Quetta court grants bail to Gazain Marri in Justice Nawaz murder case | Pakistan Today

Quetta court grants bail to Gazain Marri in Justice Nawaz murder case

QUETTA: A district and sessions judge on Thursday granted bail to former Balochistan home minister Nawabzada Gazain Marri in the murder case of a senior judge of the Balochistan High Court, Justice Nawaz Marri.

Following the murder of Justice Marri, Nawabzada Gazain Marri, Hyrbayar Marri and others were nominated in the FIR [First Information Report].

During Thursday’s hearing, District and Sessions Judge Rashid Mehmood approved bail of the former provincial home minister against a surety bond worth Rs1 million.

Gazain Marri, son of late Baloch politician Nawab Khair Bakhsh Marri, ended his self-imposed exile in October and returned to Pakistan after 18 years. However, soon after his arrival, the police arrested him in the Justice Nawaz Marri murder case.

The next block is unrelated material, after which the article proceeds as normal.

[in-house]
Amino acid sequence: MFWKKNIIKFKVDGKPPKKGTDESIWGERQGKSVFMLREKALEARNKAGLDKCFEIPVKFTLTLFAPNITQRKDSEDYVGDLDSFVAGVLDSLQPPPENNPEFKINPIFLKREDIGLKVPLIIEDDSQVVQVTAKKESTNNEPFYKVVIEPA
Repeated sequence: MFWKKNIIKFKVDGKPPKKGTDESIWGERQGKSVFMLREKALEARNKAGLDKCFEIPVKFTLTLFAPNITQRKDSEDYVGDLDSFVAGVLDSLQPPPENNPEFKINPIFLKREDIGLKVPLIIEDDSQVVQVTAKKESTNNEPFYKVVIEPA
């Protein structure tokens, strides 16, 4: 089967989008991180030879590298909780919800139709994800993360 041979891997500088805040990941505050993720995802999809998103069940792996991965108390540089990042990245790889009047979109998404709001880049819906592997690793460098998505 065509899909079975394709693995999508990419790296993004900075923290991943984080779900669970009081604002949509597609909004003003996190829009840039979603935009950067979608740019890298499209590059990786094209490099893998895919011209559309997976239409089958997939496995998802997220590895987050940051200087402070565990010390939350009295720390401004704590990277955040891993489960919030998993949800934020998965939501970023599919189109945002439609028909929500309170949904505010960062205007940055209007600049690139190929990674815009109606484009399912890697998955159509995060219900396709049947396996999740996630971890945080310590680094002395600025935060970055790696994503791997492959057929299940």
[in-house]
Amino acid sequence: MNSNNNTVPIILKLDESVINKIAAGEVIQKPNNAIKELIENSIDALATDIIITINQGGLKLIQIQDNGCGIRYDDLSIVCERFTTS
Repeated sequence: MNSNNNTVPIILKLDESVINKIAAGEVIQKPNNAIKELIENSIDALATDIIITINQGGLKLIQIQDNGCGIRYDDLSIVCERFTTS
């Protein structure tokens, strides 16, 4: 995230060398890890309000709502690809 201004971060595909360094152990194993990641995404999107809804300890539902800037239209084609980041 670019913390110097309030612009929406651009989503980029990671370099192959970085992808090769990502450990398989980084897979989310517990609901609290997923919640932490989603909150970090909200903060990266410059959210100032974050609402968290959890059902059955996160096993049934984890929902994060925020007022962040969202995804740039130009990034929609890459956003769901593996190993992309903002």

Justice Nawaz Marri was killed in an attack on January 7, 2000, in the Zarghoon road area of Quetta.

Gazain is currently being held in District Jail, Quetta and faces charges in another case regarding his alleged links with a banned militant outfit — a claim he has vehemently denied.

The deputy commissioner of Quetta had detained Gazain under Section 3 of the Maintenance of Public Order when he was granted bail by a court in Balochistan’s Sibi district.

Earlier in June, Marri had confirmed his plans of ending his self-imposed exile and also said that he will face the cases against him.

“My hands are clean; I’ve nothing to do with BLA,” he said, stating further, “I was wrongly booked in the murder case of Justice Nawaz Marri.”

Gazain, a former home minister and younger brother of Nawab Changez Marri, said he would decide his future course of action after discussing the issue with other stakeholders.

“I am returning to my country after spending 18 years in exile on Sept 22,” he had said, adding that nobody should be afraid of his return as he was not bringing a tank or a force with him.

He explained that he had gone into exile on his father’s instructions.

“I made attempts to return home earlier and serve the people but was faced with roadblocks every step of the way,” Marri said.

“Some people are scared of my return. I want to clarify that I have no personal designs or objectives. I accept the ground realities prevailing in the province and will live with them,” he concluded.



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